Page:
Assimilating Eulerian and Lagrangian data to quantify flow uncertainty in testbed oceanography models
PublisherUniversity of Warwick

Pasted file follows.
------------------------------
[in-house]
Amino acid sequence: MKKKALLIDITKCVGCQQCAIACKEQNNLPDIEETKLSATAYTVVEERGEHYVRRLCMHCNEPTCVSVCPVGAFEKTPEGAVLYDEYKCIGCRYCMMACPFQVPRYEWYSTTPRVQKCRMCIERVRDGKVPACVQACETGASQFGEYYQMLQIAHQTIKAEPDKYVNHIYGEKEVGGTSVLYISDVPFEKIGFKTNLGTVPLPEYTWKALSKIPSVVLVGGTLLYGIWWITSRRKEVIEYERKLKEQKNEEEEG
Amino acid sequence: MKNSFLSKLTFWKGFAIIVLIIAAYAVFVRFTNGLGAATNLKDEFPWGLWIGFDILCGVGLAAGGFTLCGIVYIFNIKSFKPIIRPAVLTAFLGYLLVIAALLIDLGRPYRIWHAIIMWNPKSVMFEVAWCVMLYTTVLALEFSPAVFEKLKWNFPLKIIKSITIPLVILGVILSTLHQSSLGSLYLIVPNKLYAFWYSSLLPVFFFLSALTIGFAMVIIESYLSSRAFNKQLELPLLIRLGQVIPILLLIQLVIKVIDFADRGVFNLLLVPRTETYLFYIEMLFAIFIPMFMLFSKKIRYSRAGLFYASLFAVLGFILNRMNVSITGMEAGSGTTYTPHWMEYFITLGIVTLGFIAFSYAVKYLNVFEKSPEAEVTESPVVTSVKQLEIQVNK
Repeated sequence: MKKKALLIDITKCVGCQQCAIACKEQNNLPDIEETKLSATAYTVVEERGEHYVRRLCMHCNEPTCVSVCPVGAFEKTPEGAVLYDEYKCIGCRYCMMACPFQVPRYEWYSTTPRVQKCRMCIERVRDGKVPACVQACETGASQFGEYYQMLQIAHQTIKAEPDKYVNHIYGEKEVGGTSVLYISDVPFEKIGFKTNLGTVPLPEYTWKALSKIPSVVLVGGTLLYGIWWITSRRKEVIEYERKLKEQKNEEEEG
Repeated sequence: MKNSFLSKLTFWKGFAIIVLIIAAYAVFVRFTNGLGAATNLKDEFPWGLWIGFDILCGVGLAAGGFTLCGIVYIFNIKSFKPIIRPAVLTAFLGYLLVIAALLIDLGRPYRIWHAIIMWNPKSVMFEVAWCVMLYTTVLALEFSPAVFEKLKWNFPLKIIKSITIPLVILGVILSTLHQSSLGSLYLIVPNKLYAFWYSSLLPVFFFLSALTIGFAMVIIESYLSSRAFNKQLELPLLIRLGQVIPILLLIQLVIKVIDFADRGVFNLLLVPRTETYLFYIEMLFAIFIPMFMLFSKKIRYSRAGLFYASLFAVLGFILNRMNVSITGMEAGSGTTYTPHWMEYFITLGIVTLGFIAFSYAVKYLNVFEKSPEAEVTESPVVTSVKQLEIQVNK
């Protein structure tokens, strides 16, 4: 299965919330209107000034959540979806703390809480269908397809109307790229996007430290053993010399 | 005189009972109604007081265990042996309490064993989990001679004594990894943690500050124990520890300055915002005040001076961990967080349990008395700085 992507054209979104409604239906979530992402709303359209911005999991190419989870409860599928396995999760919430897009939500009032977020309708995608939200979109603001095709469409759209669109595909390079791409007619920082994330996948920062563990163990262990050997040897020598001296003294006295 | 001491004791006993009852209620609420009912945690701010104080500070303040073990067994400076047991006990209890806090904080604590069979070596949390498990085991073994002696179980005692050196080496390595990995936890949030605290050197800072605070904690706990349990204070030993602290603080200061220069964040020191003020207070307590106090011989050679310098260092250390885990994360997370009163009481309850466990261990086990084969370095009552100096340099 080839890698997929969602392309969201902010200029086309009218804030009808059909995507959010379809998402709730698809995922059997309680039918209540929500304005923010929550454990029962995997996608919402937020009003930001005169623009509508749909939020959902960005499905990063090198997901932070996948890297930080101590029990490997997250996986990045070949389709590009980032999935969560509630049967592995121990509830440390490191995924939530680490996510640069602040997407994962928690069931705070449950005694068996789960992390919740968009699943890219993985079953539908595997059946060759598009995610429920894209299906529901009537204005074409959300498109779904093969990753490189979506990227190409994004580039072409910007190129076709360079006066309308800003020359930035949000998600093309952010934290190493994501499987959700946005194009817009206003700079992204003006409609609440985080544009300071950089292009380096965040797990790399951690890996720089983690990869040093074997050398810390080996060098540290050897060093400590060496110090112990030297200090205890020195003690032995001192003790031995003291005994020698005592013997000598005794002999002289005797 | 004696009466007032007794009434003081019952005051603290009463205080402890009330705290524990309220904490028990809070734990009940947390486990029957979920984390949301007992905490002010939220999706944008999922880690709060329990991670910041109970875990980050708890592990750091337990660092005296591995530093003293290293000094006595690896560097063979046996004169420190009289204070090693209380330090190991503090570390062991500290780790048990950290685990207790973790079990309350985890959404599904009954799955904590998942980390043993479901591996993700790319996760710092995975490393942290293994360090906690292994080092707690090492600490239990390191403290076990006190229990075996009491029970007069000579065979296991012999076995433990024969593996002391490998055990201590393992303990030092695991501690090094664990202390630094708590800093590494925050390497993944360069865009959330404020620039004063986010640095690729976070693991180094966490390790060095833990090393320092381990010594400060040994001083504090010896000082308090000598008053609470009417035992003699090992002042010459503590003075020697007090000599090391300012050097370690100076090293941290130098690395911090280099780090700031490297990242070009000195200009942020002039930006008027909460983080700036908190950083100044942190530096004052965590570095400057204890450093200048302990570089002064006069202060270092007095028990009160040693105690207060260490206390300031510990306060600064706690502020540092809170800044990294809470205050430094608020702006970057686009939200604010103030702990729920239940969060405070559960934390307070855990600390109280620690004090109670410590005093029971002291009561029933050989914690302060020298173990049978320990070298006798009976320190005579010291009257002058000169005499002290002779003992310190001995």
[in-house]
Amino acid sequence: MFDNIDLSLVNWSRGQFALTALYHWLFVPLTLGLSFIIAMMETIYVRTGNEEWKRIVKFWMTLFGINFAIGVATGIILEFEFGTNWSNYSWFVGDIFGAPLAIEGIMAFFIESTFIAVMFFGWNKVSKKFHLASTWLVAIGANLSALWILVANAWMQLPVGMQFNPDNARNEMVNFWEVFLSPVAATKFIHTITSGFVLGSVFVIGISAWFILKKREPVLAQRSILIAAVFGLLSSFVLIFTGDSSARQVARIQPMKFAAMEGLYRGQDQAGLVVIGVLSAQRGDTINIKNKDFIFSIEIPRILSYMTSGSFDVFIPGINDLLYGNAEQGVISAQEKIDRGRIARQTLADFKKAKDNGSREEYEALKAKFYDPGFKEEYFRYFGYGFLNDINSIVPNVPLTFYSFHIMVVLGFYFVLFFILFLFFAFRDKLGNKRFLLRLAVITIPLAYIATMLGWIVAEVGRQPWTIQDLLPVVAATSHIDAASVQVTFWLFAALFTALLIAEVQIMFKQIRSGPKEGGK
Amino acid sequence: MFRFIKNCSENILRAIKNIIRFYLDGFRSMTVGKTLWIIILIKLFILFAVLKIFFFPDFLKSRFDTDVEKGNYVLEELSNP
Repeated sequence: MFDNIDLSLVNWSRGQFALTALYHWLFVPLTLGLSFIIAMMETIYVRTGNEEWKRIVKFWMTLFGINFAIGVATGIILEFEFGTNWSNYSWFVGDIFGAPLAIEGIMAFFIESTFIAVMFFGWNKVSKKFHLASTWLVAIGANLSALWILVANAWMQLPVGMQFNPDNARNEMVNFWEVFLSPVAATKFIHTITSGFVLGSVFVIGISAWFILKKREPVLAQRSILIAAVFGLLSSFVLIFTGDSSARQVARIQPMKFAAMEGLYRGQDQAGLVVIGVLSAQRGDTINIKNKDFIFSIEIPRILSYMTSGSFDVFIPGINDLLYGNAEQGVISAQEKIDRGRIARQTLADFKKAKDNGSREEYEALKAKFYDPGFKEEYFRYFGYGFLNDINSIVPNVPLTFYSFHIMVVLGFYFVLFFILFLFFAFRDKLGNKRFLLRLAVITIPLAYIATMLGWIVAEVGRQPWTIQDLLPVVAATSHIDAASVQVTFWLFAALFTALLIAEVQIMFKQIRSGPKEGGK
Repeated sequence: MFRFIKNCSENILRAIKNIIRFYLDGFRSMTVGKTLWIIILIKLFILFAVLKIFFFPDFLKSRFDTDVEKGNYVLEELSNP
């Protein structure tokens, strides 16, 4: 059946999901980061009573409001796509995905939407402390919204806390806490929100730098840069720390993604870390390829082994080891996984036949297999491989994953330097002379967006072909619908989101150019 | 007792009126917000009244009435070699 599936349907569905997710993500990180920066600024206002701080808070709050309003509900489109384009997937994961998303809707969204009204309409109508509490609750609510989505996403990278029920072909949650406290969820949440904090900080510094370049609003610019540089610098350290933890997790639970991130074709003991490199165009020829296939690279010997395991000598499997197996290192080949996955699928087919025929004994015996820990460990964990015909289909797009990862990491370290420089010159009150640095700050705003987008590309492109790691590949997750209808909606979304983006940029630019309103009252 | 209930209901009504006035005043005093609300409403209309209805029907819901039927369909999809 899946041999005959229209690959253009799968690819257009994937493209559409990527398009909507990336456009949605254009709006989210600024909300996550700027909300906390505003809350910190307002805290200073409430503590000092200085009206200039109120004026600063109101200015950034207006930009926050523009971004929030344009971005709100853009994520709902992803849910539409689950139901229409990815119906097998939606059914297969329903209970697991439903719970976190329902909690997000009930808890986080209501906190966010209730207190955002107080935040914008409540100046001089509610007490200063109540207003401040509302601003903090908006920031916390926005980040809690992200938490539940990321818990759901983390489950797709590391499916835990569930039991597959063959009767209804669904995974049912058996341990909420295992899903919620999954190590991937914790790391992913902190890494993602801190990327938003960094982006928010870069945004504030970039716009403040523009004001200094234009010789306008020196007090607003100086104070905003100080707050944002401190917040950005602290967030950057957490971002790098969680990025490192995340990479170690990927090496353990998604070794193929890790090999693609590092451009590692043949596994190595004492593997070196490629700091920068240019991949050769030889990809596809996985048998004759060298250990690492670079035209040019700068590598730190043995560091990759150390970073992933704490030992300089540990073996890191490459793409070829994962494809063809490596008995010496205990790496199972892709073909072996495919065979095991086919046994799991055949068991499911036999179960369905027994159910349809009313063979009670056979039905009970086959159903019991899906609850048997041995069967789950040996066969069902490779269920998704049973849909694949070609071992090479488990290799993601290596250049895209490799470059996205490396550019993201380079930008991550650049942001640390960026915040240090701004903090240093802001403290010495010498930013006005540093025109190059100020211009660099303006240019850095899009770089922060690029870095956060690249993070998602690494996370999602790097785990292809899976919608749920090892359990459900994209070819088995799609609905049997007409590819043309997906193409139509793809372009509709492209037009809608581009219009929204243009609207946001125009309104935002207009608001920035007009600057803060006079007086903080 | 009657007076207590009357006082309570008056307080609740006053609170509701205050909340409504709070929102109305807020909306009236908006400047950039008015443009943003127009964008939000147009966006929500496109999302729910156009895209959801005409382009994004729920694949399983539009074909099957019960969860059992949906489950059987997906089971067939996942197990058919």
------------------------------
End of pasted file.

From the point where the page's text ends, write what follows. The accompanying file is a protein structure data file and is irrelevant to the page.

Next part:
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Data assimilation is the act of merging observed data into a mathematical model. This act enables scientists from a wide range of disciplines to make predictions. For example, predictions of ocean circulations are needed to provide hurricane disaster maps. Alternatively, using ocean current predictions to adequately manage oil spills has significant practical applications. Predictions are uncertain and this uncertainty is encoded into a posterior probability distribution. This thesis aims to explore two overarching aspects of data assimilation, both of which address the influence of the mathematical model on the posterior distribution. The first aspect we study is model error. Error is always present in mathematical models. Therefore, characterising posterior flow information as function of model error is paramount in understanding the practical implications of predictions. In a model describing advective transport, we make observations of the underlying flow at fixed locations. We characterise the mean of the posterior distribution as a function of the error in the advection velocity parameter. When the error is zero, the model is perfect and we reconstruct the true underlying flow. Partial recovery of the true underlying flow occurs when the error is rational, the denominator of which dictates the number of Fourier modes present in the reconstruction. An irrational error leads to retrieval only of the spatial mean of the flow. The second aspect we study is the control of ocean drifters. Commonplace in oceanography is the collection of ocean drifter positions. Ocean drifters are devices that sit on the surface of the ocean and move with the flow, transmitting their position via GPS to stations on land. Using drifter data, it is possible to obtain a posterior on the underlying flow. This problem, however, is highly underdetermined. Through controlling an ocean drifter, we attempt to improve our knowledge of the underlying flow. We do this by instructing the drifter to explore parts of the flow currently uncharted, thereby obtaining fresh observations. The efficacy of a control is determined by its e↵ect on the variance of the posterior distribution. A smaller variance is interpreted as a better understanding of the flow. We show a systematic reduction in variance can be achieved by utilising controls that allow the drifter to navigate new or ‘interesting’ flow structures, a good example of which are eddies.